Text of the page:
Canadian Underwriter

Two-year window to dispute auto claim denial not a ‘hard limitation,’ court rules

November 13, 2019   by Greg Meckbach

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The two-year time limit to take auto accident benefits disputes to Ontario’s Licence Appeal Tribunal (LAT) is not a “hard limitation” period, the province’s appeal court has ruled.

In Tomec v. Economical Mutual Insurance Company, released Nov. 8, the Court of Appeal for Ontario overturned a 2018 Divisional Court Ruling in favour of Economical, due in large part to a 2019 Supreme Court of Canada ruling over a price-fixing lawsuit.

With Ontario first-party accident benefits, claims disputes generally go before the LAT. The law says a claimant who is denied benefits must take the dispute to the LAT within two years.

But in Tomec, judges disagreed about whether the “doctrine of discoverability” applies to the insurance regulation that gives accident benefits claimants two years to dispute a denied claim. Both the LAT and a three-judge Divisional Court panel said the doctrine of discoverability did not apply. The Court of Appeal for Ontario disagreed. So as it stands, it’s not a hard limitation but instead, it is subject to the doctrine of discoverability.

Put simply, in law, the “doctrine of discoverability” states that the limitations clock starts running when the material facts of the case have either have been discovered – or ought to have been discovered – by the party initiating the lawsuit.

Sotira Tomec was injured after being hit by a vehicle Sept. 12, 2008 while she was walking across an intersection. Economical covered her attendant care and housekeeping claim up until 2010.

On Aug. 26, 2010, Economical sent Tomec a letter informing her that her housekeeping and attendant care would run out by Sept. 12, 2010. She was told that if she wanted to dispute the insurer’s assessment of her claim, that mediation would have to be commenced within two years of receiving her letter. [At the time, accident benefits dispute resolution was done by the Financial Services Commission of Ontario, a function that has since been taken over by LAT].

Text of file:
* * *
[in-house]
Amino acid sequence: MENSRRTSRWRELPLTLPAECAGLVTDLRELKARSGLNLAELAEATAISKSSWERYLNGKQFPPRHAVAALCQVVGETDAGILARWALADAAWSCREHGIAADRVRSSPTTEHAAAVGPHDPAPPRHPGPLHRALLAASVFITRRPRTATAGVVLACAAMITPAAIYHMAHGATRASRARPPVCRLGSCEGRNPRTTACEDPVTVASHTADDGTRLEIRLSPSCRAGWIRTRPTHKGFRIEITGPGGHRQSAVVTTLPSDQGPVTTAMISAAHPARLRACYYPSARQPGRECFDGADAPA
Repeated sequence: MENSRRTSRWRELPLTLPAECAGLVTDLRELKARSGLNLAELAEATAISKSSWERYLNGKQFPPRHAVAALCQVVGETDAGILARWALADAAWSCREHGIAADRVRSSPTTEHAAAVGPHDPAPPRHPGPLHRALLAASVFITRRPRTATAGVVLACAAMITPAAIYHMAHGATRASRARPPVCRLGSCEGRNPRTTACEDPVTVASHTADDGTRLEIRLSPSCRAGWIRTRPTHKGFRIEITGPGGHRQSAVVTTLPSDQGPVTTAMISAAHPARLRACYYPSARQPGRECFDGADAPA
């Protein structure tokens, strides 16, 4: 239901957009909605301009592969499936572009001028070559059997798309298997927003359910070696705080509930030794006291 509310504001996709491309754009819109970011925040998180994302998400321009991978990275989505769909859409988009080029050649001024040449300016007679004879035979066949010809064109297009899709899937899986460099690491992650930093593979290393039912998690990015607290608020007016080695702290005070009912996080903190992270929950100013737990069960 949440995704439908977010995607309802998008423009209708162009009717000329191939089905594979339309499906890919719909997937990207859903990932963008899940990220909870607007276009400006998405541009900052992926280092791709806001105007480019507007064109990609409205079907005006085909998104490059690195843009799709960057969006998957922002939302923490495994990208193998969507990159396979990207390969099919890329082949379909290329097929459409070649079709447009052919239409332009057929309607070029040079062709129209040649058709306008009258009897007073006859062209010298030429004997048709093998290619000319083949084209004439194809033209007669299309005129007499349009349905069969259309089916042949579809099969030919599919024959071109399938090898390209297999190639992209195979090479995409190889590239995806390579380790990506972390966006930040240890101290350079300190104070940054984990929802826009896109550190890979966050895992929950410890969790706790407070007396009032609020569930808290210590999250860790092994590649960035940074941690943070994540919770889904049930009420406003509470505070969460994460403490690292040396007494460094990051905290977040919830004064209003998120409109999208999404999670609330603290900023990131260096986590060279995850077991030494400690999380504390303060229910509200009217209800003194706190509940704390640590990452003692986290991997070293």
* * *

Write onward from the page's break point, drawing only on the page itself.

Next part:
In 2014, Tomec’s orthopedic surgeon wrote a report saying injuries in the area of Tomec’s shoulder resulted in the permanent and untreatable loss of movement. Then, in May 2015, her doctor wrote an opinion that she was catastrophically impaired.

In November 2015, Economical accepted Tomec’s application for catastrophic impairment but nonetheless refused to pay benefits owing and ongoing attendant care and housekeeping benefits. The rationale was that her attendant care and housekeeping stopped in September 2010; if she wanted to dispute that, then she should have done so by September 2012.

Tomec took Economical to the LAT in 2016, which ruled the following year that Tomec is barred from proceeding with her application for attendant care benefits and housekeeping benefits. With Ontario accident benefits disputes, the limitation period is tied to a fixed and known event, which is the insurer’s refusal to pay the benefit claimed, wrote Justice Douglas Gray of the Divisional Court in its ruling in favour of Economical.

Generally speaking, a limitation period does not arise until a claimant discovers that he or she has a claim, Court of Appeal for Ontario Justice William Hourigan wrote on appeal. That is the doctrine of discoverability, which the LAT ruled did not apply in Tomec’s case.

“Presumably, the legislature thought it important to provide for a reasonable period, after which an insurer’s obligation would be discharged, whether or not meritorious claims may be discovered later,” Justice Gray wrote for the Divisional Court in 2018, upholding the LAT decision.